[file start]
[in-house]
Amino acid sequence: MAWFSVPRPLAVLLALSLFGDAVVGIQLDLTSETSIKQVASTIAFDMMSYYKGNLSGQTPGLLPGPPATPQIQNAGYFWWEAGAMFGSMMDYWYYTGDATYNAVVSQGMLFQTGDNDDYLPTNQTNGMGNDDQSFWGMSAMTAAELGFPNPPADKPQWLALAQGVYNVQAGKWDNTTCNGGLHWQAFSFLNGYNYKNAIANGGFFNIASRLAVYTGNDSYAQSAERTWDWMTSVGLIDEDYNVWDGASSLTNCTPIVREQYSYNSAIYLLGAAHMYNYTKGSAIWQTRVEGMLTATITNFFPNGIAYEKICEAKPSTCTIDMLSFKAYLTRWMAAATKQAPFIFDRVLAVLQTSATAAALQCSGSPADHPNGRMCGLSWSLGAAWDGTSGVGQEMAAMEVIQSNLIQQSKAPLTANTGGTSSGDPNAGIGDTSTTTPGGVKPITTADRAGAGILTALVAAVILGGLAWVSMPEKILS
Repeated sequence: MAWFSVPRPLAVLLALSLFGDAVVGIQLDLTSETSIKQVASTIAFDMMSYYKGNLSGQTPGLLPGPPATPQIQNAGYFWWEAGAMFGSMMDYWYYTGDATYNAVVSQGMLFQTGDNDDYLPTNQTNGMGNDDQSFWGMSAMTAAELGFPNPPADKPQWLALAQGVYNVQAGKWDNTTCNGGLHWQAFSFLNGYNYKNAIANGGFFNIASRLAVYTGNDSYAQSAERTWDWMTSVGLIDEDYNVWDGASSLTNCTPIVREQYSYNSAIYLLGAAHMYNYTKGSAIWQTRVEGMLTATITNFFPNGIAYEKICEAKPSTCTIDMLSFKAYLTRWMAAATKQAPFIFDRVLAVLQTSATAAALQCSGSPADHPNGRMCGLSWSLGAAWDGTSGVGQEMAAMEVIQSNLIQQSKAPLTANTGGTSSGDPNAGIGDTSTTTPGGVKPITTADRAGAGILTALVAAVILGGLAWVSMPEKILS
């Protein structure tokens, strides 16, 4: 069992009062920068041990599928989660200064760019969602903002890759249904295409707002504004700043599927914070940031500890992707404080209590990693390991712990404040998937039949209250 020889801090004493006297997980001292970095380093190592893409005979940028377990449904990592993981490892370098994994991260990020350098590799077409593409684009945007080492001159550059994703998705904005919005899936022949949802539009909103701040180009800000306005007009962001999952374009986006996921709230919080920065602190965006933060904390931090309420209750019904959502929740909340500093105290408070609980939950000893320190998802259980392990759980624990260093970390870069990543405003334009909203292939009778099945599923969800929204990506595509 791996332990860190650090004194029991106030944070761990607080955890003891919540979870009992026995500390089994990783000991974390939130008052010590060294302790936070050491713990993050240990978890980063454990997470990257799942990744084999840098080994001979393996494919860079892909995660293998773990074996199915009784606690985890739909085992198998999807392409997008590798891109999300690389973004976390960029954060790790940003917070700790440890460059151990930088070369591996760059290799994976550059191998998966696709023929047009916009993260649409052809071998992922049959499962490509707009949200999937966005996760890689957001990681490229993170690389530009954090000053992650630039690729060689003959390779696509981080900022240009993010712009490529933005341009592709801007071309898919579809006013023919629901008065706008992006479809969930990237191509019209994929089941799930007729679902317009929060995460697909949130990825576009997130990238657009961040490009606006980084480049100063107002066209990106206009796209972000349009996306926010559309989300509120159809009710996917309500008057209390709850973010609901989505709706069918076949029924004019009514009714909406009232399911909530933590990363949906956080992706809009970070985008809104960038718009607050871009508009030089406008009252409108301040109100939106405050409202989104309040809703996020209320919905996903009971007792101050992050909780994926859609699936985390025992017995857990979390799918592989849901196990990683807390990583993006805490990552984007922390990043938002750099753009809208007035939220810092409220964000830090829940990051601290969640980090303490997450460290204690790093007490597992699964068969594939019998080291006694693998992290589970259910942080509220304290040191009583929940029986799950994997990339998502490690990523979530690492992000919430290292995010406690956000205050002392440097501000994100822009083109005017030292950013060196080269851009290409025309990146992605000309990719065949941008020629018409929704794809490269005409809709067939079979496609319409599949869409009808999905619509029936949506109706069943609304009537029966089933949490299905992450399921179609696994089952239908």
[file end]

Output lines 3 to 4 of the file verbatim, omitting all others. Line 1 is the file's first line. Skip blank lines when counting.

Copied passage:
Repeated sequence: MAWFSVPRPLAVLLALSLFGDAVVGIQLDLTSETSIKQVASTIAFDMMSYYKGNLSGQTPGLLPGPPATPQIQNAGYFWWEAGAMFGSMMDYWYYTGDATYNAVVSQGMLFQTGDNDDYLPTNQTNGMGNDDQSFWGMSAMTAAELGFPNPPADKPQWLALAQGVYNVQAGKWDNTTCNGGLHWQAFSFLNGYNYKNAIANGGFFNIASRLAVYTGNDSYAQSAERTWDWMTSVGLIDEDYNVWDGASSLTNCTPIVREQYSYNSAIYLLGAAHMYNYTKGSAIWQTRVEGMLTATITNFFPNGIAYEKICEAKPSTCTIDMLSFKAYLTRWMAAATKQAPFIFDRVLAVLQTSATAAALQCSGSPADHPNGRMCGLSWSLGAAWDGTSGVGQEMAAMEVIQSNLIQQSKAPLTANTGGTSSGDPNAGIGDTSTTTPGGVKPITTADRAGAGILTALVAAVILGGLAWVSMPEKILS
């Protein structure tokens, strides 16, 4: 069992009062920068041990599928989660200064760019969602903002890759249904295409707002504004700043599927914070940031500890992707404080209590990693390991712990404040998937039949209250 020889801090004493006297997980001292970095380093190592893409005979940028377990449904990592993981490892370098994994991260990020350098590799077409593409684009945007080492001159550059994703998705904005919005899936022949949802539009909103701040180009800000306005007009962001999952374009986006996921709230919080920065602190965006933060904390931090309420209750019904959502929740909340500093105290408070609980939950000893320190998802259980392990759980624990260093970390870069990543405003334009909203292939009778099945599923969800929204990506595509 791996332990860190650090004194029991106030944070761990607080955890003891919540979870009992026995500390089994990783000991974390939130008052010590060294302790936070050491713990993050240990978890980063454990997470990257799942990744084999840098080994001979393996494919860079892909995660293998773990074996199915009784606690985890739909085992198998999807392409997008590798891109999300690389973004976390960029954060790790940003917070700790440890460059151990930088070369591996760059290799994976550059191998998966696709023929047009916009993260649409052809071998992922049959499962490509707009949200999937966005996760890689957001990681490229993170690389530009954090000053992650630039690729060689003959390779696509981080900022240009993010712009490529933005341009592709801007071309898919579809006013023919629901008065706008992006479809969930990237191509019209994929089941799930007729679902317009929060995460697909949130990825576009997130990238657009961040490009606006980084480049100063107002066209990106206009796209972000349009996306926010559309989300509120159809009710996917309500008057209390709850973010609901989505709706069918076949029924004019009514009714909406009232399911909530933590990363949906956080992706809009970070985008809104960038718009607050871009508009030089406008009252409108301040109100939106405050409202989104309040809703996020209320919905996903009971007792101050992050909780994926859609699936985390025992017995857990979390799918592989849901196990990683807390990583993006805490990552984007922390990043938002750099753009809208007035939220810092409220964000830090829940990051601290969640980090303490997450460290204690790093007490597992699964068969594939019998080291006694693998992290589970259910942080509220304290040191009583929940029986799950994997990339998502490690990523979530690492992000919430290292995010406690956000205050002392440097501000994100822009083109005017030292950013060196080269851009290409025309990146992605000309990719065949941008020629018409929704794809490269005409809709067939079979496609319409599949869409009808999905619509029936949506109706069943609304009537029966089933949490299905992450399921179609696994089952239908």